Pinch Hitters: Top 10 Ingredient Substitutes
You crawl out of bed bright and early and make your way to the kitchen, ready to whip up those delicious buttermilk pancakes you promised. You’ve already cracked the eggs into the bowl when you realize that you’re out of buttermilk. Nooooo! Now you have to get out of those comfy jammies and run to the store…
Getting caught without an essential ingredient mid-recipe? Happens to all of us. Don’t panic yet! We can help. These common ingredient substitutions will let you continue through that recipe without anyone being the wiser.
- BUTTERMILK: Continue as planned with those pancakes (or biscuits or salad dressing). You can replace the buttermilk with regular milk, but you have to do a little prep work first. When you combine your wet and dry ingredients for pancakes, that little bit of baking soda mixes with the lactic acid in buttermilk, and the reaction releases carbon dioxide. This results in tiny bubbles, making your pancakes light and fluffy. Milk is less acidic than buttermilk, so before you can sub it in, you’ve got to sour it. In a PYREX 1-CUP MEASURING CUP, add 1 tablespoon of fresh lemon juice or white vinegar, then fill with milk to the 1-cup line. Stir and let sit for 5 minutes, and voilà! Thanks to the extra acid, your milk has curdled and is ready to be added to your recipe.
- SHORTENING: This is an easy one. Just use butter or margarine instead. Tip: If you use margarine, use 1/2 teaspoon less salt in your recipe.
- VEGETABLE OIL: Even if you aren’t out of oil, applesauce makes a great healthy substitute when you’re baking since it’s lower in fat than oil. This one seems a bit strange, so why does it work? The role of oil in baking is to coat the flour and keep it from combining with water. This keeps gluten from developing and making your dough tough and chewy. Applesauce contains pectin, which is another ingredient that can inhibit gluten development. This works well for most cakes and other baked goods, but it isn’t a perfectly even switch. You’ll likely end up with a texture that is more moist. Also, you may want to decrease the amount of sugar in your recipe, even if you’re using unsweetened applesauce.
- VINEGAR: Bottled (not fresh) lemon or lime juice are simple options to replace vinegar (and vice versa). Use whichever you have handy, as the three are fairly interchangeable, but be aware that flavor is the biggest differentiator.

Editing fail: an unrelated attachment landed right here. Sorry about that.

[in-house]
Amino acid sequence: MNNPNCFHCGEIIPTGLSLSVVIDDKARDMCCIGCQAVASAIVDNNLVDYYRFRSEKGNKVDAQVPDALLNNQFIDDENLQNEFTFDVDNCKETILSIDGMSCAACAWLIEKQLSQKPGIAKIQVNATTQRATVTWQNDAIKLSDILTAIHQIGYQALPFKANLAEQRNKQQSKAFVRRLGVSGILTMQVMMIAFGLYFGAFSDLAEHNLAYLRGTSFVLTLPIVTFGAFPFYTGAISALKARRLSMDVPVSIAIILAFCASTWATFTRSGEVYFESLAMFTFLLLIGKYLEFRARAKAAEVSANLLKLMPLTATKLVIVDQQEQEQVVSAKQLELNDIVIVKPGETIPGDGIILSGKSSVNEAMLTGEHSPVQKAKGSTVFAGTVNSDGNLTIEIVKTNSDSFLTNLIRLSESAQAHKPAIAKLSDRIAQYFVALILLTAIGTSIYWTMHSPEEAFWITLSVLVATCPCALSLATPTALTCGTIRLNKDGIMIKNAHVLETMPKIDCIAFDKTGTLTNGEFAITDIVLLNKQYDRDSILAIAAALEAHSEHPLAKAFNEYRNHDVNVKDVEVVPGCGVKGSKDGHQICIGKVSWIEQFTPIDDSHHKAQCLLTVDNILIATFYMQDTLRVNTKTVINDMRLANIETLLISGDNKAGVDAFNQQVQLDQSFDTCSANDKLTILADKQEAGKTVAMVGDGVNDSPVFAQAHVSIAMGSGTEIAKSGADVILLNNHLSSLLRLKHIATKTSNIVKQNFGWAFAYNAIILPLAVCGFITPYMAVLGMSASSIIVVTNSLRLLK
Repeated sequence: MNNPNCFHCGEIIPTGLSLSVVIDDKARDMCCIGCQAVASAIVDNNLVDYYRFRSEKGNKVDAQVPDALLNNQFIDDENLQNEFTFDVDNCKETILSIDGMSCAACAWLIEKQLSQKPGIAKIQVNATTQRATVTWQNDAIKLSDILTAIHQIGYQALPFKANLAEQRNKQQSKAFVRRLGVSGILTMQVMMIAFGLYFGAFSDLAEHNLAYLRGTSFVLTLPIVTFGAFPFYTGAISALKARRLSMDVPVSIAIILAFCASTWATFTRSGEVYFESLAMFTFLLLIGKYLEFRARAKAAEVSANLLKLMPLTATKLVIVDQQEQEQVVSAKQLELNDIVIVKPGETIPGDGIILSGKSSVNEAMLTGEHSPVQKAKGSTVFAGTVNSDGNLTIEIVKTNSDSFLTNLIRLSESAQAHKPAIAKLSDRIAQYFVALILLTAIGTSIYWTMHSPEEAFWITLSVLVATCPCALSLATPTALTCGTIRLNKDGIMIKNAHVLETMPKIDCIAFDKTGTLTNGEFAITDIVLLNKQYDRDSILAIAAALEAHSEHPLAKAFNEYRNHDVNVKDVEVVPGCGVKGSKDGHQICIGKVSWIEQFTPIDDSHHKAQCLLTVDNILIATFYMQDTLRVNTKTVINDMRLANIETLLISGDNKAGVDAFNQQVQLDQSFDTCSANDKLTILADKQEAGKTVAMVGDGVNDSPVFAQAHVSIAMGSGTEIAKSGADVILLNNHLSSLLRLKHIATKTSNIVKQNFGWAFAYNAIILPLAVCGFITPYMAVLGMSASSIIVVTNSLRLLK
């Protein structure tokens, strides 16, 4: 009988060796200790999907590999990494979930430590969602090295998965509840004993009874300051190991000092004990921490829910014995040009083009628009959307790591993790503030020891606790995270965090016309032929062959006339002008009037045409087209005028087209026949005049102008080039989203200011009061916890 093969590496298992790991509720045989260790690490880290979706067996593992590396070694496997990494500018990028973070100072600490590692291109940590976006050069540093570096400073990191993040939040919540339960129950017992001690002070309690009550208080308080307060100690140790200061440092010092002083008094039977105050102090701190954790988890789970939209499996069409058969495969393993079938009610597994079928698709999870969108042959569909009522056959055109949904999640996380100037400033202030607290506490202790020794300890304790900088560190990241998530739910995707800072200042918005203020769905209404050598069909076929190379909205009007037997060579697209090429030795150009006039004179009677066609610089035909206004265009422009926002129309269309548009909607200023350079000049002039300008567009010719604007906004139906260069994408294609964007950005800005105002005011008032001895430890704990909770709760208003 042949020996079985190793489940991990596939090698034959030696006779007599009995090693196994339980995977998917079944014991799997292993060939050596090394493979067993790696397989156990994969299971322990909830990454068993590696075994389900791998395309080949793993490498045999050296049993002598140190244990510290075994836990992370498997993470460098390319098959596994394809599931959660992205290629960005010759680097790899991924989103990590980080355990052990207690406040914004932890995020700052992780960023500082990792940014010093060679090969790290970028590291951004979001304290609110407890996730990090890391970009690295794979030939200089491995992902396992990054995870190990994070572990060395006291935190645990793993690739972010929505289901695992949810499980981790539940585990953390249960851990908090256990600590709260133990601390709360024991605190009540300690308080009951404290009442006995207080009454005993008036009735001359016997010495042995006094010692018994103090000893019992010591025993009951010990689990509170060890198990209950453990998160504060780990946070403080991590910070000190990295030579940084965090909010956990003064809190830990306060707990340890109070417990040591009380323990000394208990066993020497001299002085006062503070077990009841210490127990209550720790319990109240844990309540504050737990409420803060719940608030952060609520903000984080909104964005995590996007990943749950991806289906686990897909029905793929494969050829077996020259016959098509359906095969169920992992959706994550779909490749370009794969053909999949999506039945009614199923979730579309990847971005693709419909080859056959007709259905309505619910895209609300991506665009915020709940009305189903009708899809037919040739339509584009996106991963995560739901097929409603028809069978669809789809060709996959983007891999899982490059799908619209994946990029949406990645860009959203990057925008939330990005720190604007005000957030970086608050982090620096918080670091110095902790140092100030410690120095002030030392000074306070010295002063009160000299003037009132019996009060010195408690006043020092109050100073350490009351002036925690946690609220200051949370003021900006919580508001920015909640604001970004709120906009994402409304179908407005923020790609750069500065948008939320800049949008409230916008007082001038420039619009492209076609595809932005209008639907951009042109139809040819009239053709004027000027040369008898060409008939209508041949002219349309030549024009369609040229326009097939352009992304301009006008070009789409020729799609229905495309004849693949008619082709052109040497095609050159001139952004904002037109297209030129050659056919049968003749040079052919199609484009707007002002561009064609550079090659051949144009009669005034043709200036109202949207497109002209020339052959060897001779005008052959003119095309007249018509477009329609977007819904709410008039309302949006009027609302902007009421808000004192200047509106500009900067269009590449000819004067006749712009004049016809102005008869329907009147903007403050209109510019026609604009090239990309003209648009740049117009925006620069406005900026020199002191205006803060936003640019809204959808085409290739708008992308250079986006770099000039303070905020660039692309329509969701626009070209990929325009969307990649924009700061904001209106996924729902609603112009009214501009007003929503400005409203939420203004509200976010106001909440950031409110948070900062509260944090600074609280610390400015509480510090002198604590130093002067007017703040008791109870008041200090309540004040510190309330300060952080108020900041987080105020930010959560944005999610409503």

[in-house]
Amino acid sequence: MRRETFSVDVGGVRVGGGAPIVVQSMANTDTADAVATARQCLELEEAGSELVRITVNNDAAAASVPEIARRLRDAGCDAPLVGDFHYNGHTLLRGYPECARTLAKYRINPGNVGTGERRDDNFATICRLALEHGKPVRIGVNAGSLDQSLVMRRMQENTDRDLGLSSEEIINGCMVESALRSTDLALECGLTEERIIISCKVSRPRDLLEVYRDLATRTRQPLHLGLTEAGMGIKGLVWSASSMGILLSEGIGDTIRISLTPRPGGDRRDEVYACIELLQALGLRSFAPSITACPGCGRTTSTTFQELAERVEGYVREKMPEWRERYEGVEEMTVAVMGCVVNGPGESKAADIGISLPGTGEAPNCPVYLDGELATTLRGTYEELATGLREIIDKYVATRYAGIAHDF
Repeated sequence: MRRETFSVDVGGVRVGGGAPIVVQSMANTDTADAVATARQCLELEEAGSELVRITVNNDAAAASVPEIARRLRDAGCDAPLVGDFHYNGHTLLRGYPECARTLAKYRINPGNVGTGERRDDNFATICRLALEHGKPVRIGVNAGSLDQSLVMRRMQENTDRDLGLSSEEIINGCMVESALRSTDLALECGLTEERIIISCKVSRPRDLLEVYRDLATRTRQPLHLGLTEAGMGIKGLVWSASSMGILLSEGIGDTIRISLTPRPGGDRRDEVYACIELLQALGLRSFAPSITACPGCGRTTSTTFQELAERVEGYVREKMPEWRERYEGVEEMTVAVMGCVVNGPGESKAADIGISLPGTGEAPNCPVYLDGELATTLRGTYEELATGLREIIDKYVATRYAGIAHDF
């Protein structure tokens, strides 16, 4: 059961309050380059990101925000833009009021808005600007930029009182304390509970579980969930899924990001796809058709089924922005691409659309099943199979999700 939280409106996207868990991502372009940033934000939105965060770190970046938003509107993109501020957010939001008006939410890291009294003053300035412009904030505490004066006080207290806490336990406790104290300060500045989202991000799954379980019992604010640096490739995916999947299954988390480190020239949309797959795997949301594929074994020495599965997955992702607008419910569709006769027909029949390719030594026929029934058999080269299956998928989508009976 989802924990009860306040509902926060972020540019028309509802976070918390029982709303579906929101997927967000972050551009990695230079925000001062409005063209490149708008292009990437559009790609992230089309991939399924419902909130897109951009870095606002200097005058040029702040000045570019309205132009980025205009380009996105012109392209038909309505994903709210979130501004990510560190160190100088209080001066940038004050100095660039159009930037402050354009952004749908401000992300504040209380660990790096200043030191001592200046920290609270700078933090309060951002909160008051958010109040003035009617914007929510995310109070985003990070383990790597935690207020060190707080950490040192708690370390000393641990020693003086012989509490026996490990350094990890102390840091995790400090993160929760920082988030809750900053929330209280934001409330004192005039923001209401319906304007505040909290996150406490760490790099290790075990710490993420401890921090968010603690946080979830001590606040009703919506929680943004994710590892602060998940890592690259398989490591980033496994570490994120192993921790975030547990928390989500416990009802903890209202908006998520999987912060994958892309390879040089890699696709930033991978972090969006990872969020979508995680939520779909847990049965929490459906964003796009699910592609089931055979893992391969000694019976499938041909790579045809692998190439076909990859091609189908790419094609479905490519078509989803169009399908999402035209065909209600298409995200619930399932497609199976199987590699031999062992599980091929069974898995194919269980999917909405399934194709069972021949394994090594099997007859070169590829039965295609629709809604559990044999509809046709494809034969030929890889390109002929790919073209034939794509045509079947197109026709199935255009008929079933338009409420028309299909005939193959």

- SOUR CREAM: An equal amount of plain yogurt is the easiest solution to this problem. Don’t have that either? Try 1 tablespoon lemon juice or vinegar plus enough cream to make 1 cup. Alternatively, 3/4 cup buttermilk mixed with 1/3 cup butter will do the trick, too.
- ALCOHOL: Cooking with beer, wine or liqueur can add new flavors and complexity to your recipe. But what if you’re out, or simply don’t want to use alcohol as an ingredient? Here are a few quick and easy swaps:
- For beer, use chicken or beef broth, or soda water for a beer batter.
- For red wine, use red wine vinegar diluted with water or grape juice with a little red wine vinegar added.
- For white wine, use diluted white wine vinegar or white grape juice with a little lemon juice or white vinegar mixed in.
- For sherry or brandy, use fresh OJ or frozen (thawed) orange juice concentrate.
- For liqueurs, use a combination of an extract that’s closely related flavor-wise, and a bit of spice.
- BREAD CRUMBS: Cracker crumbs, matzo meal or ground oats will perform the same task but allow you to add a little variety to your menu. Each of these will give you a distinctly different texture, so do some experimenting to find out which tasty alternative makes your recipes the most irresistible. Not sure which recipe to test out first? Give our Crunchy Topped Meat Loaf a go!
- EGGS: There are almost as many substitutes for eggs as there are reasons you might want to use them. If you’re peering into an empty carton, 2-1/2 tablespoons of powdered egg substitute plus 2-1/2 tablespoons water, or 1/4 cup liquid egg substitute will work just as well. If you want to get rid of the egg altogether, 1/4 cup pureed silken tofu is a good option. You can also use 3 tablespoons mayonnaise, half a banana mashed with 1/2 teaspoon baking powder or 1 tablespoon powdered flaxseed soaked in 3 tablespoons water.
- HONEY: Fresh out? Give it some sugar. Use 1-1/4 cups white sugar plus 1/3 cup water. You can also try 1 cup of light corn syrup.
- BROWN SUGAR: One more sweet solution: Mix 1 tablespoon molasses with enough white or raw sugar to make 1 cup.
TIPS FROM THE EXPERTS
- SPACE MATTERS: The generously sized PYREX 2-CUP MEASURING CUP and the versatile PYREX 3-PIECE MIXING BOWL SET give you room to mix and make your subs, helping you avoid spilling and slopping.
- TRADING SPICES: You might think that one little 1/2 teaspoon of cinnamon doesn’t really matter, but don’t just skimp on flavor just ’cause you’re out of a specific spice. Learn more about how to sub for different seasonings HERE.
- CHEAT SHEET: Print this out or write it down and keep it handy. It’ll help you keep on cookin’ and no one will even know you almost missed a step!
These (and other) easy swaps can spare the dish and save your day, but it’s always worth it to do your own research and experimentation. You may find an even better or more flavorful replacement…and it could only take a tweak or two to turn something into your new specialty!
YOUR TURN: Which ingredient substitute have you used most often?